My favourite pistol is the Glock 19. It is an honorary weapon presented by Brownells. There is an engraving on the breech-block with my name and a bullet symbol. This firearm is robust and I see it as a landmark 21st-century weapon. It is a lightweight and compact 15-round pistol. In Peru, we lived in the jungles of the Amazon for a long time. When on the march, many rifles and pistols will rust very quickly due to high humidity, if they are not cleaned on a daily basis. It is true for everything but the Glock. Even if it's fired a lot during the day and isn't cleaned for a long time, it will still chamber a cartridge without warping or stoppages and will shoot steadily. If something fails, it's the poor-quality ammunition. By the way, the same holds for the entire line of Smith & Wesson M&P firearms. 


The Glock 19 is another landmark for me. It is universal, just like an MMA fighter. That is why I got a tattoo on my lower abdomen several years ago. So, now I can always keep it near me.

- Where do you keep all your weapons?

I keep my weapons at home, in a gun safe. However, this is not required by US laws. In most states, any citizen is free to buy a weapon at any store where they are sold. The Paperwork takes no more than 10 minutes. The owner will be responsible for their weapons. One should carry the weapons and cartridges separately. If you always intend to carry a loaded pistol with you, you need to listen to a six-hour series of lectures in order to know the rules and laws of a state. Some states allow the open carry of firearms. In other words, a pistol may hang openly on a belt, in a military manner. In most states, only the concealed carry of firearms is allowed, which means it should be in a holster under clothing. As for the cartridges, no special licenses are required to purchase them, for any calibre.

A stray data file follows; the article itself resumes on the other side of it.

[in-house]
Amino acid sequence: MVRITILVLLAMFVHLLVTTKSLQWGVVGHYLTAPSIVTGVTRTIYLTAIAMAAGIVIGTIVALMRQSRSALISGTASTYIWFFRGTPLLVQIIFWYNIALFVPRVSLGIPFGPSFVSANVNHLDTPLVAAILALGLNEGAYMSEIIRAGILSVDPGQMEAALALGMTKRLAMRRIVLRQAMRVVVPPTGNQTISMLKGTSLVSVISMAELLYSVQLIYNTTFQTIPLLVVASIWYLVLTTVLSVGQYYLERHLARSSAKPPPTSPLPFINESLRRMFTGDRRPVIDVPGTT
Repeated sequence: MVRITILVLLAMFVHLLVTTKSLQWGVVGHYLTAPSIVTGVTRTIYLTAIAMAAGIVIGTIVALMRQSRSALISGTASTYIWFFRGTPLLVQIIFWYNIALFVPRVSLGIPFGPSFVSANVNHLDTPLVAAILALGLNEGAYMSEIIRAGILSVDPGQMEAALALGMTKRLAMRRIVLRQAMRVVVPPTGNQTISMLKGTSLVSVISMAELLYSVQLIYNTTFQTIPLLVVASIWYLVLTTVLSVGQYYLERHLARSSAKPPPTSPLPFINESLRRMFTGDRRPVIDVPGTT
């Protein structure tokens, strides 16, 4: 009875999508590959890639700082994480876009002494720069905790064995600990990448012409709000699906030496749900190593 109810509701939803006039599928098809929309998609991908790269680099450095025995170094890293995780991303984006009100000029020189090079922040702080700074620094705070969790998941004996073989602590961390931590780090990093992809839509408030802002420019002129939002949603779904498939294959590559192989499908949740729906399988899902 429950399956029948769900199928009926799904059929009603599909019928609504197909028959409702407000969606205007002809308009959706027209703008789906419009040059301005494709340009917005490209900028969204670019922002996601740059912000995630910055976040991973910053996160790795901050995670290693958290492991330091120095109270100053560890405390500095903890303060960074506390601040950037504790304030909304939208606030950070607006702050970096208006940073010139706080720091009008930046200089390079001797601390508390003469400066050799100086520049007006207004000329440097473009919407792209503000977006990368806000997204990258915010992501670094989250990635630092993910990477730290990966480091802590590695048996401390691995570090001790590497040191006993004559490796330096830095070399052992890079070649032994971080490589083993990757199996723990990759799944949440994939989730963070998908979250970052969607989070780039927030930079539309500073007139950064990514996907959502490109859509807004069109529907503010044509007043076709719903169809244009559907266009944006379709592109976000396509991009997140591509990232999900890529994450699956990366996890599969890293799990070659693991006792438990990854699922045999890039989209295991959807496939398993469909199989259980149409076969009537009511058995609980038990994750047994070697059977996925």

In general, the firearms culture is very well developed in the United States. At shooting galleries, you can always see parents who teach their children, both boys and girls, how to shoot pistols and rifles.

- Are you engaged in practical shooting? How and where do you practice and who is your coach?'

- Just like wrestling, Pavel Fedotov is our shooting instructor. He himself participated in a lot of practical shooting competitions in Peru and won a number of prizes at various championships. When Pavel conducted training in shooting (and we practiced a lot not only at the shooting range but also in the gallery), we got just as tired as in MMA training. In Peru, we had a large number of contests that were held almost every week. These were the IPSC and IDPA tournaments. My sister and I often competed with men. And always in the Production Division. We almost never used lightweight cartridges for the competition. We managed to take a few prizes. Antonina became Peru's IPSC champion. I always used the Glock in tournaments. And Antonina took her ČZ 75. 

In the United States, there are a lot of good shooting ranges as well as good shooting galleries. Both the IPSC and IDPA competitions are held frequently and everywhere. Last year, we participated in an IDPA event in Houston, Texas. We saw shooters who were well past 70, but their accuracy and shooting speed were envied by many young shooters.

Training in practical shooting makes a person feel young and capable of competitive performance for many years, regardless of their age.


- Have you ever used your shooting skills in real life?'

- I had no chance to use weapons for combat myself, but I still got into a shootout in Lima, despite all the precautions associated with the very high crime rate in Latin America. My instructor stood alone against four armed robbers. In just a few seconds, more than 15 bullets had been fired from all of the barrels. The instructor was wounded in this shootout.

Naturally, firearms can and must be used for self-defence. But for me, a pistol is first and foremost for sport, a history, and a symbol of gentlemanliness and the perfect beauty of something made by man.